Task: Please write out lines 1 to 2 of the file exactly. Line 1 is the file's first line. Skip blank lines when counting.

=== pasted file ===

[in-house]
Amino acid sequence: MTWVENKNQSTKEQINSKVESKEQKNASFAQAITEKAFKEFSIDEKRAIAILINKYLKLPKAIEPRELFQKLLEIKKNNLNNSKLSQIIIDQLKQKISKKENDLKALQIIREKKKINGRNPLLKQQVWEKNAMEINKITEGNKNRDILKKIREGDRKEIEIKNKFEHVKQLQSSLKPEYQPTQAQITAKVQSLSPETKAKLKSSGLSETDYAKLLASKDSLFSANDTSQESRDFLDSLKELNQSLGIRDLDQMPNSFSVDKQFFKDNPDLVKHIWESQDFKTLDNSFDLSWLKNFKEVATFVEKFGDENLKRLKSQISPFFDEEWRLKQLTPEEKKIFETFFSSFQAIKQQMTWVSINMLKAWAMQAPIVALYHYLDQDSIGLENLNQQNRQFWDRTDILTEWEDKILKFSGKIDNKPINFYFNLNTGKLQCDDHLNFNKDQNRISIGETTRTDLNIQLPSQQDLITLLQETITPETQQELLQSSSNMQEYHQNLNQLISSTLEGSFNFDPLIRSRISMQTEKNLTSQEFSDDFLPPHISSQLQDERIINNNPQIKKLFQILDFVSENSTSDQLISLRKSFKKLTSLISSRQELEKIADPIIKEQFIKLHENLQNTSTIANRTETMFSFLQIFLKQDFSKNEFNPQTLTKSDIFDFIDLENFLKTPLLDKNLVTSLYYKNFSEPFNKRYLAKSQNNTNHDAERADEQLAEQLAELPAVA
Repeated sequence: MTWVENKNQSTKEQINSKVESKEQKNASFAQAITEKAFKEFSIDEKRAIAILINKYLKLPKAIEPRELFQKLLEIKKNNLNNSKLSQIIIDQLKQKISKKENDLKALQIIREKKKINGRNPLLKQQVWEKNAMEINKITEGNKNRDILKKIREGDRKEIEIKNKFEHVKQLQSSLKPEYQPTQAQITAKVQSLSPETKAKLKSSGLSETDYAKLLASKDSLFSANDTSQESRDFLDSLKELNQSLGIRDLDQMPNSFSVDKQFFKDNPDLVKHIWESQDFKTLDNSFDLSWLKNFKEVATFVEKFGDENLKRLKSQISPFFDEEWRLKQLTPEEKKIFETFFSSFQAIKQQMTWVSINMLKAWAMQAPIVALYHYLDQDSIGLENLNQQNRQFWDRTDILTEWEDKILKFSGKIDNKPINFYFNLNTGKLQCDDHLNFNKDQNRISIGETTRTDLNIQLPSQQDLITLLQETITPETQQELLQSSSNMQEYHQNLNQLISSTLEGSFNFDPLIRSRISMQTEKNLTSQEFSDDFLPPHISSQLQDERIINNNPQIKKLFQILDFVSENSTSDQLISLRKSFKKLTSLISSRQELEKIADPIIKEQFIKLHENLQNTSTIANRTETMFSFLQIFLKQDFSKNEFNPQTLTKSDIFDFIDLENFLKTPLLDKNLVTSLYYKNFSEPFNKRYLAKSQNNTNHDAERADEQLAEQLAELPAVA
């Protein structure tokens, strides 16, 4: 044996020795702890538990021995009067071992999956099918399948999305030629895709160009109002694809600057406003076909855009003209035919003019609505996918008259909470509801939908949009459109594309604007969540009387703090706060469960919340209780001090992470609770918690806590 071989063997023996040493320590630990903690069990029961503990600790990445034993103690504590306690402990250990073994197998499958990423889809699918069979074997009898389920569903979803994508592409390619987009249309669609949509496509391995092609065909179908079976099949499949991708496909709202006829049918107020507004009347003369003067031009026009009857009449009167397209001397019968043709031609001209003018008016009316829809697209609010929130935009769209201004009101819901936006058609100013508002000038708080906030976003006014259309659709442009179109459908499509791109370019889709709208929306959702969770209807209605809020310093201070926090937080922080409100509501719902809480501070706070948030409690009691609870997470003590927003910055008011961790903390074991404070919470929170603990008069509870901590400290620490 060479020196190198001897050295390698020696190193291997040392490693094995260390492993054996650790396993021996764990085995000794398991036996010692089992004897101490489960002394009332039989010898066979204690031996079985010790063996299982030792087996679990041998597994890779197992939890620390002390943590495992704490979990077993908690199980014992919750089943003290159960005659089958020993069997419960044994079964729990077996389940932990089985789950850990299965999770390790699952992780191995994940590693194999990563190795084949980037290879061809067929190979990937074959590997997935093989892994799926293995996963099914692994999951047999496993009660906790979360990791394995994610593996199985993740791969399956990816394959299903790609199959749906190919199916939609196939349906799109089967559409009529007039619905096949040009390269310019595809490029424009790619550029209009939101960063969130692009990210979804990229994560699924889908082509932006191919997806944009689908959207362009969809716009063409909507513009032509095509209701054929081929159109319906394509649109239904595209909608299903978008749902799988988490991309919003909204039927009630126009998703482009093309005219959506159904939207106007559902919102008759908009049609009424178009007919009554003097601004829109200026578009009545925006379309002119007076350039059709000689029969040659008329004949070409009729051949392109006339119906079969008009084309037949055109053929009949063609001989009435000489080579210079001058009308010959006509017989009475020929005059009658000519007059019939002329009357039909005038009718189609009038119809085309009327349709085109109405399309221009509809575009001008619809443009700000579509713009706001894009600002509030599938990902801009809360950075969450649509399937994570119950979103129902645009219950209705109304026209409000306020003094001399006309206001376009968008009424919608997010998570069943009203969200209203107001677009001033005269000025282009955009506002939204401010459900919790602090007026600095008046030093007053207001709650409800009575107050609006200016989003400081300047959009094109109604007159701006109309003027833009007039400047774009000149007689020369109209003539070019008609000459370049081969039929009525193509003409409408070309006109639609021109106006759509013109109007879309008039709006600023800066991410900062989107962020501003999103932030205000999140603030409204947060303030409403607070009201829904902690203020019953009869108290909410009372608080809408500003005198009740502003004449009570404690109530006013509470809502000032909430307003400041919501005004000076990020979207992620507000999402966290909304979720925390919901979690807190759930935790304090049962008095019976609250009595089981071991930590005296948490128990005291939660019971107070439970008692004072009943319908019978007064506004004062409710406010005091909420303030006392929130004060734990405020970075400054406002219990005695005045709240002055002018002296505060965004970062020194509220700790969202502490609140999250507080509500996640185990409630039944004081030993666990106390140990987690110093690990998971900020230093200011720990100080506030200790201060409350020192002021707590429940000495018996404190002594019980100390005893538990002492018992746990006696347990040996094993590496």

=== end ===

[in-house]
Amino acid sequence: MTWVENKNQSTKEQINSKVESKEQKNASFAQAITEKAFKEFSIDEKRAIAILINKYLKLPKAIEPRELFQKLLEIKKNNLNNSKLSQIIIDQLKQKISKKENDLKALQIIREKKKINGRNPLLKQQVWEKNAMEINKITEGNKNRDILKKIREGDRKEIEIKNKFEHVKQLQSSLKPEYQPTQAQITAKVQSLSPETKAKLKSSGLSETDYAKLLASKDSLFSANDTSQESRDFLDSLKELNQSLGIRDLDQMPNSFSVDKQFFKDNPDLVKHIWESQDFKTLDNSFDLSWLKNFKEVATFVEKFGDENLKRLKSQISPFFDEEWRLKQLTPEEKKIFETFFSSFQAIKQQMTWVSINMLKAWAMQAPIVALYHYLDQDSIGLENLNQQNRQFWDRTDILTEWEDKILKFSGKIDNKPINFYFNLNTGKLQCDDHLNFNKDQNRISIGETTRTDLNIQLPSQQDLITLLQETITPETQQELLQSSSNMQEYHQNLNQLISSTLEGSFNFDPLIRSRISMQTEKNLTSQEFSDDFLPPHISSQLQDERIINNNPQIKKLFQILDFVSENSTSDQLISLRKSFKKLTSLISSRQELEKIADPIIKEQFIKLHENLQNTSTIANRTETMFSFLQIFLKQDFSKNEFNPQTLTKSDIFDFIDLENFLKTPLLDKNLVTSLYYKNFSEPFNKRYLAKSQNNTNHDAERADEQLAEQLAELPAVA